At around 6:00 a.m. the contractions were strong enough that I couldn't be still or silent any longer, causing Dutch to wake up. As I worked through a contraction, I heard Dutch realize what was going on and get excited. He jumped up and down on the bed, shouted something about my hospital bag, tried hugging me and said "We're going to have a baby today!" But I was in a contraction, so I think I replied with something like, "Uuuuuuguuuuuggggggh." And then the contraction was over, and I started to cry really, really hard. Hearing Dutch say out loud that the baby was coming made everything seem real and terrifying and unbearable.
I spent the next couple of hours at home with contractions about 5 minutes apart and lasting for 30 seconds. Everything I'd read about labor and childbirth had convinced me that I needed to stay at home as long as I could possibly bear it. All of those stories in Ina May's book about hippies walking around her farm and going about their normal business while in labor had convinced me that I could do that same. And so, when really faced with labor and contractions, I was determined to stick to that part of my plan. I wanted to watch TV! How can you think about pain when there is TV! So I had Dutch put in the Wizard of Oz. The movie was my choice, an old familiar drug to take my mind away from the pain. I wasn't going to sit through one of his Kurosawa films. Not this time. I sat a few feet in front of the set and forced myself to watch. But in between contractions all I could think about was how soon the next one was coming and whether or not I was going to throw up. Not even munchkins riding in teeny-tiny carriages pulled by teeny-tiny horses could take my mind away.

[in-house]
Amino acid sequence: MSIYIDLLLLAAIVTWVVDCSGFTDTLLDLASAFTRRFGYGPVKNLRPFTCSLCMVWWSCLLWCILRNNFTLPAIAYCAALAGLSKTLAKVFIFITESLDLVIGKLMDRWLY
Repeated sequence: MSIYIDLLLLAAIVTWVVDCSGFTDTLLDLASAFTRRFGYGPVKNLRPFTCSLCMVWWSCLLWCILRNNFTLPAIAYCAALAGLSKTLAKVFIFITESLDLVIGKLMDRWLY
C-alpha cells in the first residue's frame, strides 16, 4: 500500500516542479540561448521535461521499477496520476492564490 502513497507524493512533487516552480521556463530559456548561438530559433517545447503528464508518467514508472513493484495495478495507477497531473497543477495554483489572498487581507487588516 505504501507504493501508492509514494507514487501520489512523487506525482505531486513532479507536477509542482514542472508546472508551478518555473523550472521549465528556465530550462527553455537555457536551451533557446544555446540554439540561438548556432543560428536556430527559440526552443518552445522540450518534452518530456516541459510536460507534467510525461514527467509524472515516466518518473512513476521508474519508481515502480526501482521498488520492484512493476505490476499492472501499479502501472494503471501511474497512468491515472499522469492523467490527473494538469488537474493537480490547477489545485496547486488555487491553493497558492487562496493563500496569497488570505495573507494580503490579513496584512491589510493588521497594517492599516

I threw up a lot. I guess it was the pain of the contractions; it seemed like every other contraction sent me running to the toilet. It was eventually the force of puking that broke my water, sending fluids spraying and gushing all over the bathroom. Unfortunately, through, the broken water just gushed into my oversized sweat pants, which, I have to admit, was kind of a bummer. I had always pictured water breaking by splashing down and puddling on the floor, and it had never dawned on me that if you were wearing pants that didn't happen. Instead it was just like I wet my fat pants.
By this time it was noon and it seemed like time to go to the hospital. With herculean effort I managed to shower, put on clothes, and get to the car, where I finally called my best friend so that she could start calling the other friends who'd said that they absolutely needed to know when I went into labor. It went something like this:
"Hi, just wanted you to know we're on our way to the hospital."
"OH MY GOD! NO WAY! YOU ARE! WHAT'S IT LIKE? ARE YOU OKAY?"
"Um, hold on, a contraction just started. . . "
"REALLY! NO WAY! OH MY GOD! WHAT'S IT LIKE? ARE YOU OKAY?"
"Uh. . . "
At least my friends had a phone tree set up so I only had to have one of those conversations.
When we got the hospital I was already patting myself on the back. I imagined the nurse congratulating me on laboring at home for 9 hours and waiting to come to the hospital until after my water broke. I was sure that by the time she checked my dilation I'd be at least 3, 4, or maybe 5 cm dilated. I have to admit, I was feeling pretty damn proud of myself.
Instead, when checking my dilation, the nurse said this: "Oh, honey, you're not even one centimeter. Not even an itty-bitty fingertip. You're going to need to go home -- I can give you some morphine. This baby isn't going to be born today."